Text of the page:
Guest blog: Racial Discrimination and Detroit's Tax Foreclosure Crisis
By Guest Blogger, Professor Bernadette Atuahene
This week the Coalition to End Unconstitutional Tax Foreclosures released a short animated video explaining the basis of the heart-breaking, government-created crisis that is causing tens of thousands of Detroiters to lose their homes.
Between 2011 and 2015, one in four Detroit properties were subject to property tax foreclosure. We have not witnessed this number of property tax foreclosures in American history since the Great Depression.
Local government has caused this crisis. One of our most daunting research findings reveals that between 2009 and 2015, the Detroit Assessment Division assessed between 55 percent and 85 percent of homes at rates that violated the Michigan Constitution, which states that a property cannot be assessed at more than 50 percent of its market value.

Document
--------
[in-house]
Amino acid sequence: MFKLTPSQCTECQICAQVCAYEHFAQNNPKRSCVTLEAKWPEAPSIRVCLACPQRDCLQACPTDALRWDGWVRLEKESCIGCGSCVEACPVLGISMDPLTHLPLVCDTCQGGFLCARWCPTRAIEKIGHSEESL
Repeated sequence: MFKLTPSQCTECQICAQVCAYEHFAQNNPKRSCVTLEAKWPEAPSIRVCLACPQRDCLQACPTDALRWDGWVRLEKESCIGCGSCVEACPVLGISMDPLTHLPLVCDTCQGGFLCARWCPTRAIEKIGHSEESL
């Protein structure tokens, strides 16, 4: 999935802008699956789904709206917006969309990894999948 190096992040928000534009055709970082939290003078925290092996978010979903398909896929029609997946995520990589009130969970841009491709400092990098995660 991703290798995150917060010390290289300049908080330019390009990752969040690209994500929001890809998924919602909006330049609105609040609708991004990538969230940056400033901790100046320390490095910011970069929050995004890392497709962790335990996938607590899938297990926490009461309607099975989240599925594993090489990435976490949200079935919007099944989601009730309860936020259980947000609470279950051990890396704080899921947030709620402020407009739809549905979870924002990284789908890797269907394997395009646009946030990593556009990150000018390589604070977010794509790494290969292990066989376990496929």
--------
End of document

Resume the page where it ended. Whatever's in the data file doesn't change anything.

More than 100,000 Detroit families have lost their homes due to these illegal tax foreclosure. African-Americans have been most deeply impacted.
Equally as disturbing, thousands of poverty-stricken Detroiters are losing their homes for inability to pay taxes when they qualified for a poverty exemption that would have excused them from paying properly taxes in the first place. However, the City of Detroit made the process of obtaining a poverty exemption so convoluted that most qualified homeowners could not benefit from the program.
We need to spread the word about the tax foreclosure crises if we are going to stop it, so please share this video far and wide and make it go viral.
If you too want to be part of the resistance, the Coalition to End Unconstitutional Tax Foreclosures has a website with specific actions you can take: www.illegalforeclosures.org.
The Coalition's first event is a People's Forum, which will be held on Saturday, June 17th 1-3:00 p.m. at the Wayne State Law School (free parking is available). The People’s Forum aims to educate the community about unconstitutional assessments in Detroit and create a restorative justice strategy to address the thousands of people who were foreclosed upon due to unconstitutional assessments.
Bernadette Atuahene is a Visiting Professor of Law, Wayne State Law School; Professor of Law, IIT, Chicago-Kent College of Law; Research Professor, American Bar Foundation. Bernadetteatuahene.com